I lived in Houston while their rail system was under construction [“A Great Big Bundle of Rail and Roads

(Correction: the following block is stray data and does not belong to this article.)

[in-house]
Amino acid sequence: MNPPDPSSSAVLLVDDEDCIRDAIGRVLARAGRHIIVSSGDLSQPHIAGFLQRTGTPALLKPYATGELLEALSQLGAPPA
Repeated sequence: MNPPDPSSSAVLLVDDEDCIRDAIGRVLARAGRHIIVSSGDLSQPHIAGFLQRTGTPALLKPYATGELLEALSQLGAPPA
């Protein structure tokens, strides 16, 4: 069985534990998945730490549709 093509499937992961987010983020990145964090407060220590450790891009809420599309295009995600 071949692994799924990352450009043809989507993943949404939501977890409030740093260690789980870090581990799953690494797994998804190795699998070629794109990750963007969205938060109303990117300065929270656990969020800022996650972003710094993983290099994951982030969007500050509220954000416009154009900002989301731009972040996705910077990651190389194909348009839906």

,” News, Aug. 8]. Much of downtown was a huge mess from 1999 to 2004. Many businesses closed because customers had too much difficulty reaching them during construction. When the rail was completed, every bus that ran through downtown had to be rerouted to accommodate the rail. Trips that used to be possible on one bus now require multiple buses, or a bus and a train. Hundreds of collisions occur annually between cars and trains. When Houston voters later approved an expansion route on Westpark Drive, Harris County Metro ignored the ballot language specifying a route. Only massive public opposition stopped the new rail line from being built on Richmond Avenue instead of Westpark Drive. As someone who rides public transit daily, I think Houston was a better place to live before it had a rail system. Austin City Council now wants to force rail on us by structuring the ballot so that to oppose urban rail one has to vote against all transportation bond funding. They are cynically counting on the fact that because of Austin's traffic congestion problems, many people who are not rail supporters will support the bond package anyway. Capital Metro went from having $200 million to being too broke to pay its debts to the city of Austin mostly because of a relatively modest commuter rail. What do we expect to be the financial results of a much more ambitious urban rail system?